Driving change

Four wheels good, two wheels bad for Jakarta's busy streets.

Dadang J Mutaqin

Environment & energy, Government and governance | Asia, East Asia

27 January 2015

How market-based solutions could solve Jakarta’s notorious traffic problems. 


If you have driven around Jakarta in the last month you might have noticed things were a bit less noisy, or the roads slightly less crowded, or the air a bit clearer.

These changes could be because the government of Jakarta has implemented a trial ban of motorcycles along two main roads in the centre of the city – the Jalan Medan Merdeka Selatan and Jalan MH Thamrin. The policy is an attempt by the government to overcome Jakarta’s congestion problems and encourage people onto public transport. The government will roll this policy out to other roads in Jakarta in the coming months.

The ban has prompted strong reactions, with some locals getting into a spin. Earlier in the month dozens of angry ojek (motorcycle taxi) drivers protested in front of Jakarta’s City Hall claiming the policy was harming their business.

Elsewhere in the city opinions are divided. Some argue that it is the best way to lessen congestion and encourage public transport use, while others say that restricting motorcycles along the road is simplifying the problem and it won’t help overcome Jakarta’s notorious congestion.

Many people argue that the government should find an alternative policy that reflects the principle of equality among citizens to use the road as a public facility. After all, they say, someone who uses a motorcycle has equal rights to access the road and they also pay taxes to build and maintain public roads. They argue that the principle of equality as an indicator of good governance isn’t reflected in the motorcycle ban policy.

There are several policy instruments available to policymakers to lessen congestion, including a system of ‘command and control’ commonly used by the Indonesian government. In this system, the government sets regulation and the government undertakes the enforcement of the policy. If someone breaks the policy they are punished by a fine or other means. In Jakarta’s case that means fines for offending motorcyclists of Rp500,000 (AUS$49) for riding in the disallowed locations.

An alternative is a market-based instrument. In London, for example, the government uses a congestion charge as a policy instrument.

Before implementing these types of policies, governments need to determine the congestion charge zones and the time when the charge will be implemented. In this system, there is the principle of equality because everyone can access the congestion charge zones as long as they can pay the charge.

However, congestion charges are only effective if policymakers can set the charge at exactly the point where motorists are willing to pay and it accounts for the capacity of the road. If the amount of charge is too low, a lot of people will be able to afford to use the road and it won’t address the congestion issues. If the amount of charge is too high, few will be able to afford to access the road. A congestion charge that is too high can also create congestion in other roads in the city. All those factors pose big challenges for policymakers to determine the amount of charge and congestion charge zones.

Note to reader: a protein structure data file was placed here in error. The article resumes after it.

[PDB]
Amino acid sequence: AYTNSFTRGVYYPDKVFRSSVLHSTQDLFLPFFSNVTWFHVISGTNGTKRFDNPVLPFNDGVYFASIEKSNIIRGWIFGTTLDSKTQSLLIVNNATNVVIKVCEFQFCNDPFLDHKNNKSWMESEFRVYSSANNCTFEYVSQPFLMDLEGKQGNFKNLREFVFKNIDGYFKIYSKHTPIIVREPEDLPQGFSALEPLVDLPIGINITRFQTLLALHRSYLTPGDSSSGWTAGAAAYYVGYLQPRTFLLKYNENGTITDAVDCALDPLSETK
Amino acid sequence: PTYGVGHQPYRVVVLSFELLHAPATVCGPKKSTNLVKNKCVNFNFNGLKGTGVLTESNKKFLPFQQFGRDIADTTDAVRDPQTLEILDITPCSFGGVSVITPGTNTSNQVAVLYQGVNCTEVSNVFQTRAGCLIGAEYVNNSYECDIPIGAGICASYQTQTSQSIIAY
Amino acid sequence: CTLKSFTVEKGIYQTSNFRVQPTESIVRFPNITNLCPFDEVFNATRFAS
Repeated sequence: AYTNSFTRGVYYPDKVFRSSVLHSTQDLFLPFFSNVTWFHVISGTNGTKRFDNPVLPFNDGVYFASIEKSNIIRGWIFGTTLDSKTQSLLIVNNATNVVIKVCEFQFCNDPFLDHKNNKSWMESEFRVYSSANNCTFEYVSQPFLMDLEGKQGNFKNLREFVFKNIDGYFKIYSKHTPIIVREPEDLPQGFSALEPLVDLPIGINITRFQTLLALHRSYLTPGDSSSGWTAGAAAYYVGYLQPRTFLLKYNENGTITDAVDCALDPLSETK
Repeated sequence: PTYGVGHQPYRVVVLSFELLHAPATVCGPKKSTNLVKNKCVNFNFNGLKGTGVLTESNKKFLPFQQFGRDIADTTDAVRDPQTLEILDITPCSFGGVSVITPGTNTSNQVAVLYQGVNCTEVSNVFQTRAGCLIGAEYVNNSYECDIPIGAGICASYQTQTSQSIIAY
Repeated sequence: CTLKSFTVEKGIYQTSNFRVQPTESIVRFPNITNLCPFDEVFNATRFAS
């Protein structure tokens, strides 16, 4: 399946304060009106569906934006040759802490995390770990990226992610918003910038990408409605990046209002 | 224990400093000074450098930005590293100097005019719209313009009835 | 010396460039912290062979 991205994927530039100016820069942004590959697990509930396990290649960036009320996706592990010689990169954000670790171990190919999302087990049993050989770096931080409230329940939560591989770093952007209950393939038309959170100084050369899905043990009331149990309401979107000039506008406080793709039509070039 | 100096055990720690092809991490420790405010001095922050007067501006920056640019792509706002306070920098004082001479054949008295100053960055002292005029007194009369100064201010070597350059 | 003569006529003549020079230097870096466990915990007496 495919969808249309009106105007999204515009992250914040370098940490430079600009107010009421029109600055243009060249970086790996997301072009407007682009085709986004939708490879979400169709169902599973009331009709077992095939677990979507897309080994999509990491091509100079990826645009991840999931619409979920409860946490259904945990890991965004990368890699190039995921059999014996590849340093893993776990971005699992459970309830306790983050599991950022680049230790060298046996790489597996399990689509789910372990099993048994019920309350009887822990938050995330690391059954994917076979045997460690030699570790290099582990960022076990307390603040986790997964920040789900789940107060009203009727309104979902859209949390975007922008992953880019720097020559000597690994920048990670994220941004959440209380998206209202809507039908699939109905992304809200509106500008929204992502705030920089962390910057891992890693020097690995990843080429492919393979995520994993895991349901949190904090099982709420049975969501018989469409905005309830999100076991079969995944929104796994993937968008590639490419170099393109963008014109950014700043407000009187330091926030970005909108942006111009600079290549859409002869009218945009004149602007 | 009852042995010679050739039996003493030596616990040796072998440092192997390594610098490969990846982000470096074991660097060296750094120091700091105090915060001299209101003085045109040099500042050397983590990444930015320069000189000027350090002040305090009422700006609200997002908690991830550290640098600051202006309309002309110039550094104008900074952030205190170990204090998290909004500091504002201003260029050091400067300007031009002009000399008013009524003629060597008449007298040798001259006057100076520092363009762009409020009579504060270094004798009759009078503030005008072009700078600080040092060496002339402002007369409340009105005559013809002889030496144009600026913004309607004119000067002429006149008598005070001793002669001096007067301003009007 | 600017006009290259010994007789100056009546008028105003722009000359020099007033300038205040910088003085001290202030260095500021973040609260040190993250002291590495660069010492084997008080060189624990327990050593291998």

A better alternative policy to overcome congestion is using a market pricing system for roads. In this system, the government sells permits to access the road to motorists. The number of the permits issued by the government is based on what the government chooses as the ideal level of use for the roads.

Slots to access the road can be traded among motorists. So the price of the slot will go up as the demand to access the road increases. The motorists who don’t have a permit purchased from the government have to pay based on the current price of the slot.

Many economists argue that a market-based system of road pricing is the most cost effective system especially where you are implementing a policy which focuses on maintaining the capacity of the road rather than developing new infrastructure, which is what the DKI Jakarta Government is trying to do. This system can determine the real price a motorist is willing to pay to access the road with desired use level of the road as the limitation. Thus, slots to access the road are allocated to the people who can utilise the road with the highest benefit. The government as the provider of public transport will gain the highest value for a service that could be used to improve the quality of the road or reduce congestion through investment in road or transportation networks.

The government’s ban on motorcycles in Jakarta City is one possible solution to overcome congestion.

A smarter solution to lessen congestion would be to implement a market-based system on Jakarta’s busy main roads. That kind of system would be cost effective and offer equality among motorists to access public roads. Granted, the government’s start up costs for a scheme like this would be high, particularly in the analytical work and planning that would be needed to determine the amount of permits that will be sold or to develop instruments to monitor the price of slots. But it’s a plan that could deliver an effective solution to lessen the congestion in Jakarta and promote good governance on environmental policy. That sounds like a breath of fresh air to me.

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